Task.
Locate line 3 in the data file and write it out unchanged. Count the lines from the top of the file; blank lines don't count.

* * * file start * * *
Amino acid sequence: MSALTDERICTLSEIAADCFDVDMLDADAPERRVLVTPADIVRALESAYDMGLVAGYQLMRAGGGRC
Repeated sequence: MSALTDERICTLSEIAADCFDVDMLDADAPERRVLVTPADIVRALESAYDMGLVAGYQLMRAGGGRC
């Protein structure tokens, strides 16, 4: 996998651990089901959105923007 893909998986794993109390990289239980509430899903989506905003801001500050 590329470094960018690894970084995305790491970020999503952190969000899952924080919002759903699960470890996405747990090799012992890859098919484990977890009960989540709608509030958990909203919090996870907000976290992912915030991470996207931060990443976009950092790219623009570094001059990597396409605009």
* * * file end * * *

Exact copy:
């Protein structure tokens, strides 16, 4: 996998651990089901959105923007 893909998986794993109390990289239980509430899903989506905003801001500050 590329470094960018690894970084995305790491970020999503952190969000899952924080919002759903699960470890996405747990090799012992890859098919484990977890009960989540709608509030958990909203919090996870907000976290992912915030991470996207931060990443976009950092790219623009570094001059990597396409605009």